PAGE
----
Normally committees chosen to advise a provincial ministry would be publicly named.

None of the group members the Osoyoos Times has been able to identify represent First Nations.

Polak acknowledged that First Nations aren’t represented on the group, but said her ministry has held separate discussions with the Okanagan Nation Alliance.

RICHARD McGUIRE

Osoyoos Times

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4 Comments

  1. Mikos Lambropoulos

    December 9, 2015 at 11:01 pm

    This whole chapter is just disgusting. An attempt by an Linda Larson, a sitting MLA, to try & subvert a democratic process should result in nothing short of her immediate resignation so a by election can be called.

  2. Bruce Davies

    December 11, 2015 at 8:27 pm

    This article is very misleading. Linda Larsen is correct in her analogy of the park pro proponents. The polls used are a classic misuse of statistical information. The polls used 501 people for the study (of more than 100000 people that live in the area.). Half of the sample population do not live in the affected area (Penticton). The remaining sample population are unknown participants. Years ago the concept of a national park in any form was soundly defeated in a petition that was physically signed with names and phone numbers.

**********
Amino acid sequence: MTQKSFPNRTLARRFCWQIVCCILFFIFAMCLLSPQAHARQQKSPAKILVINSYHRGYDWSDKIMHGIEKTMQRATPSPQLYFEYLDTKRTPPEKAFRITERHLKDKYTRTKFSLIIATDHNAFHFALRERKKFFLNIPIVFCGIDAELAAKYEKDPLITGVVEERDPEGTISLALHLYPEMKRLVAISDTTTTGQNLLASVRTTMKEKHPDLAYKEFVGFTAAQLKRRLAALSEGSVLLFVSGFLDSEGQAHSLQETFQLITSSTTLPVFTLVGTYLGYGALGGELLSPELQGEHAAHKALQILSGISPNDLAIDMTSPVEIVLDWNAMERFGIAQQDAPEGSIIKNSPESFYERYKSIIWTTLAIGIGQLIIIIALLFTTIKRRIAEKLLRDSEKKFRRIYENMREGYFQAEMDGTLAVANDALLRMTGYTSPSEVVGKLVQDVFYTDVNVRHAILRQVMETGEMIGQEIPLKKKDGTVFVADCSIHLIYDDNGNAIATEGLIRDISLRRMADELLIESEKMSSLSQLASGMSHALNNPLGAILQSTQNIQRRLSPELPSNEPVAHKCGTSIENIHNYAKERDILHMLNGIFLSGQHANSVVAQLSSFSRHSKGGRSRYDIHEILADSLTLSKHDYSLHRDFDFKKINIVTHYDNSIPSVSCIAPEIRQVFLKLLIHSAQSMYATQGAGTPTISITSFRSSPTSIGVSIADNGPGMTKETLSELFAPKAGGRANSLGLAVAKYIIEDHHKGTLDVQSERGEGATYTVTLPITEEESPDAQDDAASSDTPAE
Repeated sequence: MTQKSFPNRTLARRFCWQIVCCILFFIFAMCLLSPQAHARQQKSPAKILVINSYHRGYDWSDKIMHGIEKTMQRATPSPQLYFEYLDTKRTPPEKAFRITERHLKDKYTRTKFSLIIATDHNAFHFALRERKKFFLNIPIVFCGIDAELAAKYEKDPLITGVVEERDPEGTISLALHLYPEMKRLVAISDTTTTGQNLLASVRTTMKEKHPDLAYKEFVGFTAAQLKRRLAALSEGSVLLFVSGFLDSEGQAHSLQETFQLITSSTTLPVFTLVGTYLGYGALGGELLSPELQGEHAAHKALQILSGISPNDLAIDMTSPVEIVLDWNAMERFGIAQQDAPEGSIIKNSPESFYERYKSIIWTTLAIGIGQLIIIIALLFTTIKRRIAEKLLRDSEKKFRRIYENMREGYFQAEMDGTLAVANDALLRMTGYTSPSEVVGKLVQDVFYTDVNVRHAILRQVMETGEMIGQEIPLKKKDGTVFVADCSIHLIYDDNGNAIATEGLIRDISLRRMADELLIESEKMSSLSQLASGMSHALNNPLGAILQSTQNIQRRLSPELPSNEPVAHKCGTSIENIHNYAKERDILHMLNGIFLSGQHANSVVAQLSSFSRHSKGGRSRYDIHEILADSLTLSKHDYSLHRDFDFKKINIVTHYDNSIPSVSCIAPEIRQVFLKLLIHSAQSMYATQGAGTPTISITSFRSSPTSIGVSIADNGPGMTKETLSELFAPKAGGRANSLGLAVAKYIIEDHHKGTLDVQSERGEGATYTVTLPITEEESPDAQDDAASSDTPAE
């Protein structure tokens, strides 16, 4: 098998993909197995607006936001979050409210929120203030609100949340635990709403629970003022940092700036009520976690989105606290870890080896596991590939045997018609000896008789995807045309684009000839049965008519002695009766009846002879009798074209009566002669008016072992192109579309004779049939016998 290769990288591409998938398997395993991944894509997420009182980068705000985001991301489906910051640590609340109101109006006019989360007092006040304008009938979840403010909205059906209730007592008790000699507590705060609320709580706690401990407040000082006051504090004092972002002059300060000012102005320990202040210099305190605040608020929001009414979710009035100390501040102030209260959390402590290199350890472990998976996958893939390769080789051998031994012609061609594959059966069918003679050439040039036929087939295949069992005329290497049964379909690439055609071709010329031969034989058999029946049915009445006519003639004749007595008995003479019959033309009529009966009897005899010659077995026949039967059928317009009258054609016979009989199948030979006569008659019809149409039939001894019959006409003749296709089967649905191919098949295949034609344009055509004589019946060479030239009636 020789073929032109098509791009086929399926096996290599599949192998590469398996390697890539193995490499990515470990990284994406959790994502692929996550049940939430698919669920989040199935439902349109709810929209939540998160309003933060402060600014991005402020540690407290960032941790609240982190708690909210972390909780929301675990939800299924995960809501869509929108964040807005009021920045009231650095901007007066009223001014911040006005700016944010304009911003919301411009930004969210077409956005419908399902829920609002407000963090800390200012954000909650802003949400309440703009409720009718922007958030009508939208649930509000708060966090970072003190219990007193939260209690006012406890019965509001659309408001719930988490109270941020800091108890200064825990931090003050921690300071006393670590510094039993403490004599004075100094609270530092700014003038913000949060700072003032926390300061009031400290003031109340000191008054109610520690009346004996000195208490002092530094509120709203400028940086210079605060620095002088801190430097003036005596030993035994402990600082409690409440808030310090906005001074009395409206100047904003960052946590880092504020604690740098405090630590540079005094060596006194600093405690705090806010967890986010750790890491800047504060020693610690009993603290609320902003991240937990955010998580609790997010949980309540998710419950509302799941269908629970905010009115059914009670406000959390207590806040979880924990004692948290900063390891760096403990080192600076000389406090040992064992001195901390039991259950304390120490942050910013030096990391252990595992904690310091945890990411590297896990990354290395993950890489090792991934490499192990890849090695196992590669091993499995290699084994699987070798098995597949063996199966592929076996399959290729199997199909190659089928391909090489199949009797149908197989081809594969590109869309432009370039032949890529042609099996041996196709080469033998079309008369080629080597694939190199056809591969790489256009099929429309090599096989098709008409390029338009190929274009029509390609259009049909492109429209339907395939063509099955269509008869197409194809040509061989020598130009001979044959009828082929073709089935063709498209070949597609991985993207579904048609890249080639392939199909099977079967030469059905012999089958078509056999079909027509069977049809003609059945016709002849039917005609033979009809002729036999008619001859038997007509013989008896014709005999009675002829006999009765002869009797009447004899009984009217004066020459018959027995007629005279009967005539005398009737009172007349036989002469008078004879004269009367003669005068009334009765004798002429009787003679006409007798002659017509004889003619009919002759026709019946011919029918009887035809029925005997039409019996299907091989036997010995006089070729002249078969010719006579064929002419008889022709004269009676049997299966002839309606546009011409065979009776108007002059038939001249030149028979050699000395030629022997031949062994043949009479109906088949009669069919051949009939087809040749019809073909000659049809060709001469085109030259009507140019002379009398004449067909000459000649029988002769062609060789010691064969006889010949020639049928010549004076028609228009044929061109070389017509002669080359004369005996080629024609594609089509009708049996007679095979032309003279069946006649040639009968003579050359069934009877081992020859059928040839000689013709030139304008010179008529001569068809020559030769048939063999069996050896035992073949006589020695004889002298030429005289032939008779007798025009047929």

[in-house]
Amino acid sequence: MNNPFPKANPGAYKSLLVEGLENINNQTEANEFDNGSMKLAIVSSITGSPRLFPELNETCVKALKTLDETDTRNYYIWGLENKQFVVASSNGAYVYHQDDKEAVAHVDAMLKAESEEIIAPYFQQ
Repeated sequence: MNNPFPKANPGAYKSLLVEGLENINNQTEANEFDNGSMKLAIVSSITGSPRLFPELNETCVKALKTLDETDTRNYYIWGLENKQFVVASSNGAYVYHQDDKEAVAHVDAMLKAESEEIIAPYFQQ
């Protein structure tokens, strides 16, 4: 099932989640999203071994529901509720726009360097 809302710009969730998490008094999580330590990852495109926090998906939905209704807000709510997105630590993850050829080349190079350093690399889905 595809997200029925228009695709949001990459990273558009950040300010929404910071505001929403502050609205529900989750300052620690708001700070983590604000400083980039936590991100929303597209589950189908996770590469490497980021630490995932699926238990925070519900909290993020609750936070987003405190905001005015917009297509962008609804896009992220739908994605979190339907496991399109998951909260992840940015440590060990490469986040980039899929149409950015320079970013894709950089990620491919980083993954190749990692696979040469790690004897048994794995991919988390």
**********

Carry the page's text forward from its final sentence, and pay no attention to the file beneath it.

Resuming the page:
The proponents of the park come from areas not in the proposed area. The propaganda put forth from the park proponents is tremendous. I suspect most supporters have no idea what they are supporting, rather they are brainwashed by a flood of lies from large single minded organizations. This area is watched carefully by local users of the environment and have a passionate interest in its preservation. Almost any anti park people are blocked by the media. Proponents for the park get half page write-ups but anti-park people get either ignored or the articles are too small to get any attention. There will be no financial benefit from more jobs or an increase in tourism. The species of flora and fauna are in no more danger now than they were 1000 years ago. We just do not have the population that use the area to put anything at risk. This whole concept of a national park is the work of a few single myopic people with big connections. We are doing just fine without this national park and do not want one either. Leave us alone! If you really want to know what the population wants….put it to a plebiscite

  3. Bob Parker

    December 12, 2015 at 10:27 am

    I agree with Mikos . . . the South Okanagan democracy is very broken and it all points to first term MLA Linda Larson.

    Bob Parker
    Oliver

  4. matilda

    December 14, 2015 at 4:24 pm

    I agree with Bruce. And if the South Okanagan democracy is so broken, then why not put this matter back in the hands of the people, and have a vote on it? Afraid?